2. Approach crossover topics with empathy and inclusivity

In an age in which gender exists on a fluid scale (as opposed to a fixed, binary construct), inclusivity becomes an inherent truth: and one that stands in contrast to the sense of exclusivity that has, for so long, dominated mainstream advertising.

Rihanna’s new skincare line, Fenty Beauty, launched with male rappers A$AP Rocky and Lil Nas X. Dazed Beauty now has a section dedicated to rethinking masculinity. Adidas is among brands venturing into gender-neutral concept stores. None of these efforts feel contrived or attention-seeking: they are merely moving away from binary definitions of gender as part of a natural marketing progression.

Underrepresented communities and voices are important here, as is empathetic treatment of the crossover of gender with other topics such as puberty, mental health and self-esteem.

Starbucks’ Every Name’s A Story campaign powerfully harnesses the moment at which a young person can be called their chosen name; regardless of gender. Always’ Like A Girl film spotlights the point at which girls’ confidence levels nosedive, and they become ashamed of running, throwing or fighting “like a girl”.

3. Create a safe space for dismantling body taboos

A central part of this empathy comes with the ability of brands to speak freely about body issues once considered taboo. Bodyform’s #wombstories film sensitively delves into a matrix of talking points from periods to miscarriage, endometriosis and menopause. Similarly, Modibodi puts period visibility front and centre with its New Way To Period campaign that normalises cramping and staining.

By talking about periods as they are, minus the coded symbolism of  “feminine hygiene” products, these brands win plaudits from an audience intent on dismantling an outdated culture of secrecy and shame.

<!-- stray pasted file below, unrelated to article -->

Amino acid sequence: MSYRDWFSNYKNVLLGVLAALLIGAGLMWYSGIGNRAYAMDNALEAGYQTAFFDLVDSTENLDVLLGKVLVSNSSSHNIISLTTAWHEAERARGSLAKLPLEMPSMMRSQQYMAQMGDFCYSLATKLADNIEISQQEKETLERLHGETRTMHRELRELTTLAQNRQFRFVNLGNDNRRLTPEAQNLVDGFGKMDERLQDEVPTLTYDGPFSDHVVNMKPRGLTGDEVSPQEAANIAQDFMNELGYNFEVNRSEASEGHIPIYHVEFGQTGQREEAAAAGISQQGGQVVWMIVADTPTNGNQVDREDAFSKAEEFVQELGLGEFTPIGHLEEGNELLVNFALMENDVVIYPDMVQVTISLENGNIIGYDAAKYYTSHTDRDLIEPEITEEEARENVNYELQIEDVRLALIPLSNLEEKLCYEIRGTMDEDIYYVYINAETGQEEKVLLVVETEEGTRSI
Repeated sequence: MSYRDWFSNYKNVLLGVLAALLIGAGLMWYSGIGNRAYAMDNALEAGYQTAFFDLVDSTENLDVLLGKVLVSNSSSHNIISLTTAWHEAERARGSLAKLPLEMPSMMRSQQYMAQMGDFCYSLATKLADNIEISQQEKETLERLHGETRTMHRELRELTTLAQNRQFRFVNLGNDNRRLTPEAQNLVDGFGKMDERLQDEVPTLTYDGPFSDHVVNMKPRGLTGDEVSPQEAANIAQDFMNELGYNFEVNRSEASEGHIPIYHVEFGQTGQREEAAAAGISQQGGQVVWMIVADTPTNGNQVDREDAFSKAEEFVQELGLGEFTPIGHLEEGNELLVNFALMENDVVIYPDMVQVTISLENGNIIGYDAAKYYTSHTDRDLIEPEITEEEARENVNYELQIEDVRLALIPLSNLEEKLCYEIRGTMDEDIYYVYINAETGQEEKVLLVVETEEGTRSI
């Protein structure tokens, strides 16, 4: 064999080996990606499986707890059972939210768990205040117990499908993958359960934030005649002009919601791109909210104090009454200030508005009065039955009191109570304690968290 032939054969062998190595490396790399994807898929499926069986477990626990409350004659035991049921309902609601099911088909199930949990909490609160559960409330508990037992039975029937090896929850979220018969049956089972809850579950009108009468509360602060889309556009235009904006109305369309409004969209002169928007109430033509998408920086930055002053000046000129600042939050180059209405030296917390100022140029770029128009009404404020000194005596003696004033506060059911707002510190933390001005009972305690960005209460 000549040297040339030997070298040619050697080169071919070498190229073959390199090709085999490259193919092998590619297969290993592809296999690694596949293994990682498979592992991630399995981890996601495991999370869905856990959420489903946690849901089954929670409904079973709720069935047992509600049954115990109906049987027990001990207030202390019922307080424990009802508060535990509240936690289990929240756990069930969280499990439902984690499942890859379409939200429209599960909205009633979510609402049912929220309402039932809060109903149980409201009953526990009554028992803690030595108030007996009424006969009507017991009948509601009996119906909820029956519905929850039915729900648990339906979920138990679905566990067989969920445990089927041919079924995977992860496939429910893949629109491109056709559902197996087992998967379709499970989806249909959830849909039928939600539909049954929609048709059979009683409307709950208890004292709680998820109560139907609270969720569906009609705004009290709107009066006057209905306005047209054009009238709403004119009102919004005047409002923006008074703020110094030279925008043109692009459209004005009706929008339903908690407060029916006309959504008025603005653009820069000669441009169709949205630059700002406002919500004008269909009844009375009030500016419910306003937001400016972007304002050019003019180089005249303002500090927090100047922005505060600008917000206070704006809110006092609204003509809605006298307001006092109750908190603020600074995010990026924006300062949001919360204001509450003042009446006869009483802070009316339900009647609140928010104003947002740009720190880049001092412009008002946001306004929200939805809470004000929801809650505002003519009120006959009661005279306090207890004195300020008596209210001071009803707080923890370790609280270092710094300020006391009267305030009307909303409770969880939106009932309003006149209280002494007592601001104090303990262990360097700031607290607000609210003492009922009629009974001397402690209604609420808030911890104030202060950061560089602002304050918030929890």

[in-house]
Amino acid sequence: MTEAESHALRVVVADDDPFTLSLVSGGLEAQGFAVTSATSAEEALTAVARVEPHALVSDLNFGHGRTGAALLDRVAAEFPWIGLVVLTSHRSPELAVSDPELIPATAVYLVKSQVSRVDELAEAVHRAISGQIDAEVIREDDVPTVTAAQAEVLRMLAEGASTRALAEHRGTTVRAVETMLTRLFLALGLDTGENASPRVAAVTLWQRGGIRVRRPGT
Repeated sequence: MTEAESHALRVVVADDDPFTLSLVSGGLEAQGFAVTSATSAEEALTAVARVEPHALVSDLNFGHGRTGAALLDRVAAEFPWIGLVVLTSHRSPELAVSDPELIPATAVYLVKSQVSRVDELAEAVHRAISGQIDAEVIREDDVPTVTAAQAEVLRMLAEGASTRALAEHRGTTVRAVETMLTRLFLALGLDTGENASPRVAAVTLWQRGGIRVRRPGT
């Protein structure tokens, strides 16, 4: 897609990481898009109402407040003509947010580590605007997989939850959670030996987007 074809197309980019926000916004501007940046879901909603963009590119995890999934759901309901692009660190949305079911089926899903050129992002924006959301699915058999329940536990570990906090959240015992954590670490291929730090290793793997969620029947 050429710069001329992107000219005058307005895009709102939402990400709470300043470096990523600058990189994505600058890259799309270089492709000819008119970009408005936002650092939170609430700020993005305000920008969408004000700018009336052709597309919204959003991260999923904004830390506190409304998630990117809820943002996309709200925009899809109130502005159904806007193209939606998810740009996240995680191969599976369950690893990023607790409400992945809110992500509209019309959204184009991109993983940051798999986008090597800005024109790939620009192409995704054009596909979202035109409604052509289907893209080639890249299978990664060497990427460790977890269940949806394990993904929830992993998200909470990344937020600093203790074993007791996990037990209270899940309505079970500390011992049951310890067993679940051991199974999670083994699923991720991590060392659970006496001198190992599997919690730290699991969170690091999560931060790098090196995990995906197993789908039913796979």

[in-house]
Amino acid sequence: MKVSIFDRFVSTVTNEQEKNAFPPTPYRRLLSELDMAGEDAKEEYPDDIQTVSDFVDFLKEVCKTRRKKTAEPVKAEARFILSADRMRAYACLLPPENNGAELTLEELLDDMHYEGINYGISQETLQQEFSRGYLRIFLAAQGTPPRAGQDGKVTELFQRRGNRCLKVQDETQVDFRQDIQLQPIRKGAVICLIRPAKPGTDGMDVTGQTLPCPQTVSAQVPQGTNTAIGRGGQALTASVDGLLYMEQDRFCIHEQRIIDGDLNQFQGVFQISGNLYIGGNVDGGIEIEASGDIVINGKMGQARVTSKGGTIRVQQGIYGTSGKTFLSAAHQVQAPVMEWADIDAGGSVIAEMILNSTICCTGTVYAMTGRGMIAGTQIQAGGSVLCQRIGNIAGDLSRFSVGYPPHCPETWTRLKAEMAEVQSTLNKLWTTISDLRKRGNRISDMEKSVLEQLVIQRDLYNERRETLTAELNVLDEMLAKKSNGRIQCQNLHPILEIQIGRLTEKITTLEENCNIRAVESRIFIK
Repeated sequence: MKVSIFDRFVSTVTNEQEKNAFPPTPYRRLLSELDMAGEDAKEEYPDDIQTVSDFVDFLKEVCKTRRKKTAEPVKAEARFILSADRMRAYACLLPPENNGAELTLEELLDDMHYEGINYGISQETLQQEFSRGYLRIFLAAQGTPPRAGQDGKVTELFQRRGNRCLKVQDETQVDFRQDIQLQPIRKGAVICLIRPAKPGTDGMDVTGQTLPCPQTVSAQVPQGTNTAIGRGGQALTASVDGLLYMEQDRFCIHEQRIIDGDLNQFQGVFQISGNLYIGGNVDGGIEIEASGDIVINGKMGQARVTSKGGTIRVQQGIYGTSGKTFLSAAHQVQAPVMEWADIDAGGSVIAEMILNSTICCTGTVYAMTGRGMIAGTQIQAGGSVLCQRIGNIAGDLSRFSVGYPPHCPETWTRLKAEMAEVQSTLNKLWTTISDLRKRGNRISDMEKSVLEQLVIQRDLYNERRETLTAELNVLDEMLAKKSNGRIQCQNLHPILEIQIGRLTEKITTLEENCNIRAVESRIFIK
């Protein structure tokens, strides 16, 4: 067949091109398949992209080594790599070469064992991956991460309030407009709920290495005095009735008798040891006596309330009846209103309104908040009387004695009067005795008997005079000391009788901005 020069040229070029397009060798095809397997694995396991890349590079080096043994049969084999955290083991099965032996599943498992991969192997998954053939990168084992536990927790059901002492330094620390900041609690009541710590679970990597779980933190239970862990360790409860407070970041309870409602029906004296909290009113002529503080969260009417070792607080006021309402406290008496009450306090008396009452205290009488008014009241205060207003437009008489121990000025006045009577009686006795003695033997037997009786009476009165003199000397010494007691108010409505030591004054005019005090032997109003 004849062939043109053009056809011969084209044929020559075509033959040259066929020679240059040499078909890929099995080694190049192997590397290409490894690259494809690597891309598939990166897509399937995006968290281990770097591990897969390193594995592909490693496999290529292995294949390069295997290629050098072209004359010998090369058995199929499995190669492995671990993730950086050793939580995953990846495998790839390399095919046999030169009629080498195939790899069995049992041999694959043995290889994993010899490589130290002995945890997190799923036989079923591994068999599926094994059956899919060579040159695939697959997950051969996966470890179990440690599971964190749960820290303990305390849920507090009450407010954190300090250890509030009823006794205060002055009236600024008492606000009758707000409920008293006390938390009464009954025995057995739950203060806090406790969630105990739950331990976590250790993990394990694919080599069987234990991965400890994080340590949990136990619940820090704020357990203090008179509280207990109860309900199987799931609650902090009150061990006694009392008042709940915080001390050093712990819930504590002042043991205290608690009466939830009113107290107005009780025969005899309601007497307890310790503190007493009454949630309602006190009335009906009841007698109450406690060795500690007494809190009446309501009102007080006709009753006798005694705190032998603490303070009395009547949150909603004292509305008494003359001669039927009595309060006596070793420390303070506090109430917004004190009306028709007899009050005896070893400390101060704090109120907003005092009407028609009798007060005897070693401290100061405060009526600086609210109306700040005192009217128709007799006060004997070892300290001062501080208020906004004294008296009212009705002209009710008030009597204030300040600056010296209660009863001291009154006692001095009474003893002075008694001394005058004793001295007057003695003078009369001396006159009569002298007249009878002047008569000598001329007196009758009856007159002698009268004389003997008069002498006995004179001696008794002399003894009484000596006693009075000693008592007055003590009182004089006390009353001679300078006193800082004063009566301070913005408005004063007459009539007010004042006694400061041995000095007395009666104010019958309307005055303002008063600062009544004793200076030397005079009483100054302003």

It’s not just period products that are taking this approach, either. The candid tone of ads by hims, a manufacturer for hair loss and erectile dysfunction products, shows that breaking down bodily stigmas is important at all points of the gender continuum.

Communication surrounding this area should be open, honest and empathic but it also needs to avoid any sense of implicit pressure. Bodily improvement in this context does not demand the gaze of the opposite sex (everyone remembers Protein World’s disastrous Beach Body Ready ads) but instead represents a wider, more kind dialogue around self-care as a value in and of itself.

Since all brands represent identity in one way or another, the shifting dimensions of gender are an opportunity not to be missed. With an ear to all the nuances caught up in this issue, advertisers should join a new generation of voices in pushing the boundaries of what gender really means and ensure this is reflected in their communications strategies. Because, in a bold new age of non-binary, there will be many more stories to tell.